Mar 24, 2020
JNF On Demand: Live challah bake with JNF first lady Lauren Lizerbram
We were welcomed into the Lizerbram kitchen for a challah bake.
By Jewish National Fund
Mar 19, 2020
Coronavirus, from a Jewish perspective: When it comes to good deeds, just do it
At JNF, our inspirational leaders and donors have once again proven their "willingness to act."
By Yossi Kahana
Feb 21, 2020
Singer-songwriter Peter Himmelman: Jewish unity should come from love, not fear
Successfully passing Jewish values on to the next generation requires our children receive a message that soars well beyond mere victimhood.
By Peter Himmelman
Sep 12, 2018 By Yossi Kahana Category: Education,
Tzedakah in the new year: Charity helps donors as much as recipients
Tzedakah. It's the Hebrew word for charity -- for giving assistance and money to the poor and needy, and to other worthwhile causes. It's the responsibility to give a portion of one's personal substance for the common good. But it's more than giving money. Done properly, tzedakah requires the donor to share his or her compassion and empathy along with money. Judaism teaches that donors benefit from tzedakah as much as, or more than, recipients.
In the Torah portion Re'eh, we find the mitzvah of aser te'aser, literally translated as "tithe you shall tithe," referring to the obligation to set aside a 10th of our earnings for charity. Since the word for "tithing," aser, has the same root as "wealthy," ashir, the Talmud interprets this verse as "Tithe in order that you shall become wealthy."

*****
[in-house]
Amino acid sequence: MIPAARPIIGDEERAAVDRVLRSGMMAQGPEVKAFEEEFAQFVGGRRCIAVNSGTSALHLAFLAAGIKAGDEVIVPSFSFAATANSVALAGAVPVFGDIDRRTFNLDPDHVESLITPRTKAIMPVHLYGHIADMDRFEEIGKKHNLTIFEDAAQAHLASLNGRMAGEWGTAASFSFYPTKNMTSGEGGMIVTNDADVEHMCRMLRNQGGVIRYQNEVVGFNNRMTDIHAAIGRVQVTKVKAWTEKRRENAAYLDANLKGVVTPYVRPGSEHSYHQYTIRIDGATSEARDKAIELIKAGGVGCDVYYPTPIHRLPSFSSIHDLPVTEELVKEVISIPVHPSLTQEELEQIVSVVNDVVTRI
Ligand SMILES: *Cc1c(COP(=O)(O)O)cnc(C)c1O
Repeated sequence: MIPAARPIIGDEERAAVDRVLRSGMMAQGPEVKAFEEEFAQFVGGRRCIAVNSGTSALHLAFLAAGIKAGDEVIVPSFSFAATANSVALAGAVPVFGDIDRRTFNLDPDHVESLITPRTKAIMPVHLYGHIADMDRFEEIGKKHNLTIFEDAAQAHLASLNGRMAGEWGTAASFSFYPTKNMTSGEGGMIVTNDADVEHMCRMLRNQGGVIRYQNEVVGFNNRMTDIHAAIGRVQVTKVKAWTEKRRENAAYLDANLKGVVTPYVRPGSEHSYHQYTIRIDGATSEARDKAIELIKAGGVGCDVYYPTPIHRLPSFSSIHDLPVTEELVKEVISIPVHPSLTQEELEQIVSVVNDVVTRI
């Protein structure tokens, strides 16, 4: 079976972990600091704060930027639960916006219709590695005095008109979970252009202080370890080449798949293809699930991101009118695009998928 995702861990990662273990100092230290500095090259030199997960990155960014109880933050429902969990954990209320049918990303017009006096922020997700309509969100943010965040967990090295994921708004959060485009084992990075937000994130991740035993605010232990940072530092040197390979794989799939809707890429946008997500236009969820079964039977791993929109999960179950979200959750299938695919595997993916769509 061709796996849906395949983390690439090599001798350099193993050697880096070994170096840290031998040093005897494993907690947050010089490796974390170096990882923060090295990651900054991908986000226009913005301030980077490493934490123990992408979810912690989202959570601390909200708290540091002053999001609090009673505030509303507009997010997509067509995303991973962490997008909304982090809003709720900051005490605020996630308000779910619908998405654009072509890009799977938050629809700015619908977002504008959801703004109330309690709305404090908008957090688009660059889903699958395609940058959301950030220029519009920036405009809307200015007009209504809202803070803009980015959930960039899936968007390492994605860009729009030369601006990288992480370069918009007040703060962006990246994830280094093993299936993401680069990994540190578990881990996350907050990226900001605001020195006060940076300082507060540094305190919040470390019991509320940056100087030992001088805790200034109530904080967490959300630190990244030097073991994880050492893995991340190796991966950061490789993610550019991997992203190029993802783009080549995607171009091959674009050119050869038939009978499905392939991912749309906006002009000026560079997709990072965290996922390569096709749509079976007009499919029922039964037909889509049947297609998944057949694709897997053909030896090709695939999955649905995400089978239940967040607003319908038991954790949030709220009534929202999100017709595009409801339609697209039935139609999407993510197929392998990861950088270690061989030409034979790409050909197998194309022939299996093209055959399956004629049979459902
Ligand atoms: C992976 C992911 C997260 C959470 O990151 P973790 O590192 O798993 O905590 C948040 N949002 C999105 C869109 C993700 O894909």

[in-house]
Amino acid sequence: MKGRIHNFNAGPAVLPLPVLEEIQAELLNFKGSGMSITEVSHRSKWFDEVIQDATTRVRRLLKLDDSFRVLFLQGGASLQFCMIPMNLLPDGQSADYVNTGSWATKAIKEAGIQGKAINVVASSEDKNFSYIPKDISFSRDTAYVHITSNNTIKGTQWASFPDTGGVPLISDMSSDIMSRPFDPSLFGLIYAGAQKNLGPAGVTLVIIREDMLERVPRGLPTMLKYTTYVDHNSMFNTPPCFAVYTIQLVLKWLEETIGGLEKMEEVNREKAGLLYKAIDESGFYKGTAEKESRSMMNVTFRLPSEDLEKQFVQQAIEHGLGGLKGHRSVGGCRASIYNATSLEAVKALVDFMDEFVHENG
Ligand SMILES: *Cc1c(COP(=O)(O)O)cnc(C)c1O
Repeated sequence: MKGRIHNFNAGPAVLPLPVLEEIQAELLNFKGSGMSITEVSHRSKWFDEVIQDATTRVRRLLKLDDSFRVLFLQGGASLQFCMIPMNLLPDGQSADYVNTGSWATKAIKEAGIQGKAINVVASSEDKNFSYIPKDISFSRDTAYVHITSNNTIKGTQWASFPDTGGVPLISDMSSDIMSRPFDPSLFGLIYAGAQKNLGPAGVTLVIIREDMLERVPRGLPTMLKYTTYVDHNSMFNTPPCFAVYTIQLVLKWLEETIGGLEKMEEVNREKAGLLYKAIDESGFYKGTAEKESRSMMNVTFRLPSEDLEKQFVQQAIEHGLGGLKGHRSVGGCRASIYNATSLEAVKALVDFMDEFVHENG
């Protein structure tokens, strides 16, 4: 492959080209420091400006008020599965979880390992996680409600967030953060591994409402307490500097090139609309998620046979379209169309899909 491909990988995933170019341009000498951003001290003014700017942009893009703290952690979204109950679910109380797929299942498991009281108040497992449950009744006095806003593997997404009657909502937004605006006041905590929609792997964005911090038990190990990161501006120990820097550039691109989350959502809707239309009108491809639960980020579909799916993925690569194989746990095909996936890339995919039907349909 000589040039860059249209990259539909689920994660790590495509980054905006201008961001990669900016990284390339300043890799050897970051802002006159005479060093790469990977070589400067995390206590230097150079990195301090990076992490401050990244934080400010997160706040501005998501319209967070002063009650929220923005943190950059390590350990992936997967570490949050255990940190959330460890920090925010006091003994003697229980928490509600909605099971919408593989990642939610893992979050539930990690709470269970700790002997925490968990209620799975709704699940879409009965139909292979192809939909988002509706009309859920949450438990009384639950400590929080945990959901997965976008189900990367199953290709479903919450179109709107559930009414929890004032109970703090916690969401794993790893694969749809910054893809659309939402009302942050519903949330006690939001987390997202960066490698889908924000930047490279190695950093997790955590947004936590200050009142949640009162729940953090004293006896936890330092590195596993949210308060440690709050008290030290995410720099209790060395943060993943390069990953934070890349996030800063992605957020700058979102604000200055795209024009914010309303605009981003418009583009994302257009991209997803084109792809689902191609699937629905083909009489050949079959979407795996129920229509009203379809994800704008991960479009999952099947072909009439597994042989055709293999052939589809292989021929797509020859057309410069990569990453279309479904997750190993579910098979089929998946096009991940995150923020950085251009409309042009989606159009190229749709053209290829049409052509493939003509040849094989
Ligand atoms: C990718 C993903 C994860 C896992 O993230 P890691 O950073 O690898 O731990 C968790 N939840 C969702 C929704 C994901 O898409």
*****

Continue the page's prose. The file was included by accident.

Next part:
Since we left oppression in ancient Egypt, the Jewish people have been obsessed with the act of charity. When, in the 4th century, the Roman Emperor Julian ordered hostels set up for transients in every city, he referred to the example of the Jews "in whose midst no stranger goes uncared for." Historical records from every era show that everywhere, Jews gave to those less fortunate, creating charitable organizations to provide for these people -- free loan funds, soup kitchens, wedding funds, widow funds, orphan care, new mother care, free education, and much more. There wasn't a Jew who wasn't either giving, or getting. And often both.
|The famous Jewish National Fund Blue Box, est. 1901.|
During daily prayer services, a pushke (or charity box) is commonly passed around as part of the service, meaning prayer and charity go together. And it's not just you -- a pushke elevates your living space as well. "A charity box in a home or office," the Lubavitcher Rebbe taught, "redefines the entire space. It is no longer just a home, just an office. It is a center of kindness and caring."
Tzedakah is not limited to gifts of money. Sharing time, expertise, or even a kind smile are all forms of charity. No matter how much you were blessed with, you can always share with others.